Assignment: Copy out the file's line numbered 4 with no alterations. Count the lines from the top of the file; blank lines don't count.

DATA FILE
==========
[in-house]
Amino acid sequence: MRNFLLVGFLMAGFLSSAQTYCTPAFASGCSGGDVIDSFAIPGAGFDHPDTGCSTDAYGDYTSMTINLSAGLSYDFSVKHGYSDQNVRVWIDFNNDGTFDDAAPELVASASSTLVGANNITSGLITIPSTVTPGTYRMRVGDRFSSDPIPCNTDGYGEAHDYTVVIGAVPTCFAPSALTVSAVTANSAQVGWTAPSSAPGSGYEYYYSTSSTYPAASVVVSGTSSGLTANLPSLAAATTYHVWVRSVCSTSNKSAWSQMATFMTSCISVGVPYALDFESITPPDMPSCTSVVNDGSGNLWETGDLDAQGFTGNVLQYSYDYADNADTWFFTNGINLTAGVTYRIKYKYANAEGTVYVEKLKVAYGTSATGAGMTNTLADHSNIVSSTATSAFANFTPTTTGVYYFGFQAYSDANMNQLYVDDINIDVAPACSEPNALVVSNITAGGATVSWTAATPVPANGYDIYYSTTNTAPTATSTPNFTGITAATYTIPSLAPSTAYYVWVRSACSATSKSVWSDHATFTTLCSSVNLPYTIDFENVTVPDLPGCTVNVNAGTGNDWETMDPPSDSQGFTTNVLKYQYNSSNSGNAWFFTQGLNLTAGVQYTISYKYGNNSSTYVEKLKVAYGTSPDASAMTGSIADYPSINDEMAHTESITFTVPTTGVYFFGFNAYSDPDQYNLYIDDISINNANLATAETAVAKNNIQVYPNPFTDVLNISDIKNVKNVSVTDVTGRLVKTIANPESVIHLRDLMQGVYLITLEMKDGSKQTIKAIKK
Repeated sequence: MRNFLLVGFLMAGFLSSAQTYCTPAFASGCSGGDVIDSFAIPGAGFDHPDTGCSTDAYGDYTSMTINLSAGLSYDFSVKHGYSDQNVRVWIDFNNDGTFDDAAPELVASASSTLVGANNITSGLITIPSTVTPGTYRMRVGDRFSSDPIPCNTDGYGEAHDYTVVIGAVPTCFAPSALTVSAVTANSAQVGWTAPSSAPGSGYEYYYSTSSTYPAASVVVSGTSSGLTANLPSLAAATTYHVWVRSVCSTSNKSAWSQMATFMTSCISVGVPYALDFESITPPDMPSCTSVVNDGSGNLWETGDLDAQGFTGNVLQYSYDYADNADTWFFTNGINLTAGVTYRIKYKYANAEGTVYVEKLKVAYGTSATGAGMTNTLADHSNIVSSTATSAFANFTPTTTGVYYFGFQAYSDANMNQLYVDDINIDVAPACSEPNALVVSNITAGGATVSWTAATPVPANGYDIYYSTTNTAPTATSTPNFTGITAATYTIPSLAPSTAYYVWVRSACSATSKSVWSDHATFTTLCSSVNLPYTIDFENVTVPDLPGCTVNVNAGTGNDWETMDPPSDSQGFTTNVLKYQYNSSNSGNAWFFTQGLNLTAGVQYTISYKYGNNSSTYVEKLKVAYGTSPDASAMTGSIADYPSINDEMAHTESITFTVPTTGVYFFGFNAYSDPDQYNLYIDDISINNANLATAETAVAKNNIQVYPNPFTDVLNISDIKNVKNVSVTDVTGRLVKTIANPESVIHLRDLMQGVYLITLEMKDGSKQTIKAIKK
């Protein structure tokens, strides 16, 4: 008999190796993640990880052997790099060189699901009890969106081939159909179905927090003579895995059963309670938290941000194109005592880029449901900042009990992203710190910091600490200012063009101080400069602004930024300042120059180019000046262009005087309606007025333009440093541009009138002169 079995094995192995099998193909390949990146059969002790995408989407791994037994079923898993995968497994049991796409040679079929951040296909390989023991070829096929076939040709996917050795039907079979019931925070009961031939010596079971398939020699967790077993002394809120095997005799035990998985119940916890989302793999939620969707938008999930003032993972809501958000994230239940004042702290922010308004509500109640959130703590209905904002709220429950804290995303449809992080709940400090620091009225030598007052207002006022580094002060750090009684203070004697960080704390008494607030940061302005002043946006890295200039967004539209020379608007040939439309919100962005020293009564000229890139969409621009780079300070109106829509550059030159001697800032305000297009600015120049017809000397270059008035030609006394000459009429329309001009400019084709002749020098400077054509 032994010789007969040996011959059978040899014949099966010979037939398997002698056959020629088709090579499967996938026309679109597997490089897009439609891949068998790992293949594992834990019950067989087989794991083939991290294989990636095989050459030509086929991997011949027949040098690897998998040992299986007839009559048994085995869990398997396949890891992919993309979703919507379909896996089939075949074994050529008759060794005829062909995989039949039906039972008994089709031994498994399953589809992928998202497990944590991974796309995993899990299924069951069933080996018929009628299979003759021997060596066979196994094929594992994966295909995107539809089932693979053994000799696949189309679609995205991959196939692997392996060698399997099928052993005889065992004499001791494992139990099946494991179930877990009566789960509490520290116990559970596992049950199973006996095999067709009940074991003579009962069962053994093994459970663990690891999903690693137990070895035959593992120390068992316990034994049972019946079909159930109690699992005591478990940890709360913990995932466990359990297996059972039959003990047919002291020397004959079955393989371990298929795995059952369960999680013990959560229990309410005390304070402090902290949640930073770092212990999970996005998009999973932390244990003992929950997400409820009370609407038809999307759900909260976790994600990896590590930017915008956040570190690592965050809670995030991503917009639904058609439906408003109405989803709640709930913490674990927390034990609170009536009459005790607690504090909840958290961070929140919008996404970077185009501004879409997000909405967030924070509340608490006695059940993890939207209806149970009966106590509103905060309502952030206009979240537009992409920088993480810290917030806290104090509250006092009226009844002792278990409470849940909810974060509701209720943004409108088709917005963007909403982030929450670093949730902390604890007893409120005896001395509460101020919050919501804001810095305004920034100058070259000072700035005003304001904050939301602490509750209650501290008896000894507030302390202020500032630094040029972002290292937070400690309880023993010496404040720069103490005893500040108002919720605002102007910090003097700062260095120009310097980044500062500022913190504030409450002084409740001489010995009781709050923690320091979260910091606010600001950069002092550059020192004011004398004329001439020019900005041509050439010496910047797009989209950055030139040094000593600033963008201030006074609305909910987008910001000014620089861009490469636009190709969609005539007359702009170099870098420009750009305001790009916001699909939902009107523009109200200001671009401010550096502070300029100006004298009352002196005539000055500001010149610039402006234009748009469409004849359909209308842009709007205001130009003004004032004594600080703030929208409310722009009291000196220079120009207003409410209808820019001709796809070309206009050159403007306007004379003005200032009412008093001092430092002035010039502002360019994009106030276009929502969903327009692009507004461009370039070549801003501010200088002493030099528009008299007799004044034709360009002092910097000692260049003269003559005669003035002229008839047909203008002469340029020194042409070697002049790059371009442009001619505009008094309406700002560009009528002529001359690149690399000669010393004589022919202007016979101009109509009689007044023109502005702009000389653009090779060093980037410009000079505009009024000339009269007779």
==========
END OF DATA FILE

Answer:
């Protein structure tokens, strides 16, 4: 008999190796993640990880052997790099060189699901009890969106081939159909179905927090003579895995059963309670938290941000194109005592880029449901900042009990992203710190910091600490200012063009101080400069602004930024300042120059180019000046262009005087309606007025333009440093541009009138002169 079995094995192995099998193909390949990146059969002790995408989407791994037994079923898993995968497994049991796409040679079929951040296909390989023991070829096929076939040709996917050795039907079979019931925070009961031939010596079971398939020699967790077993002394809120095997005799035990998985119940916890989302793999939620969707938008999930003032993972809501958000994230239940004042702290922010308004509500109640959130703590209905904002709220429950804290995303449809992080709940400090620091009225030598007052207002006022580094002060750090009684203070004697960080704390008494607030940061302005002043946006890295200039967004539209020379608007040939439309919100962005020293009564000229890139969409621009780079300070109106829509550059030159001697800032305000297009600015120049017809000397270059008035030609006394000459009429329309001009400019084709002749020098400077054509 032994010789007969040996011959059978040899014949099966010979037939398997002698056959020629088709090579499967996938026309679109597997490089897009439609891949068998790992293949594992834990019950067989087989794991083939991290294989990636095989050459030509086929991997011949027949040098690897998998040992299986007839009559048994085995869990398997396949890891992919993309979703919507379909896996089939075949074994050529008759060794005829062909995989039949039906039972008994089709031994498994399953589809992928998202497990944590991974796309995993899990299924069951069933080996018929009628299979003759021997060596066979196994094929594992994966295909995107539809089932693979053994000799696949189309679609995205991959196939692997392996060698399997099928052993005889065992004499001791494992139990099946494991179930877990009566789960509490520290116990559970596992049950199973006996095999067709009940074991003579009962069962053994093994459970663990690891999903690693137990070895035959593992120390068992316990034994049972019946079909159930109690699992005591478990940890709360913990995932466990359990297996059972039959003990047919002291020397004959079955393989371990298929795995059952369960999680013990959560229990309410005390304070402090902290949640930073770092212990999970996005998009999973932390244990003992929950997400409820009370609407038809999307759900909260976790994600990896590590930017915008956040570190690592965050809670995030991503917009639904058609439906408003109405989803709640709930913490674990927390034990609170009536009459005790607690504090909840958290961070929140919008996404970077185009501004879409997000909405967030924070509340608490006695059940993890939207209806149970009966106590509103905060309502952030206009979240537009992409920088993480810290917030806290104090509250006092009226009844002792278990409470849940909810974060509701209720943004409108088709917005963007909403982030929450670093949730902390604890007893409120005896001395509460101020919050919501804001810095305004920034100058070259000072700035005003304001904050939301602490509750209650501290008896000894507030302390202020500032630094040029972002290292937070400690309880023993010496404040720069103490005893500040108002919720605002102007910090003097700062260095120009310097980044500062500022913190504030409450002084409740001489010995009781709050923690320091979260910091606010600001950069002092550059020192004011004398004329001439020019900005041509050439010496910047797009989209950055030139040094000593600033963008201030006074609305909910987008910001000014620089861009490469636009190709969609005539007359702009170099870098420009750009305001790009916001699909939902009107523009109200200001671009401010550096502070300029100006004298009352002196005539000055500001010149610039402006234009748009469409004849359909209308842009709007205001130009003004004032004594600080703030929208409310722009009291000196220079120009207003409410209808820019001709796809070309206009050159403007306007004379003005200032009412008093001092430092002035010039502002360019994009106030276009929502969903327009692009507004461009370039070549801003501010200088002493030099528009008299007799004044034709360009002092910097000692260049003269003559005669003035002229008839047909203008002469340029020194042409070697002049790059371009442009001619505009008094309406700002560009009528002529001359690149690399000669010393004589022919202007016979101009109509009689007044023109502005702009000389653009090779060093980037410009000079505009009024000339009269007779």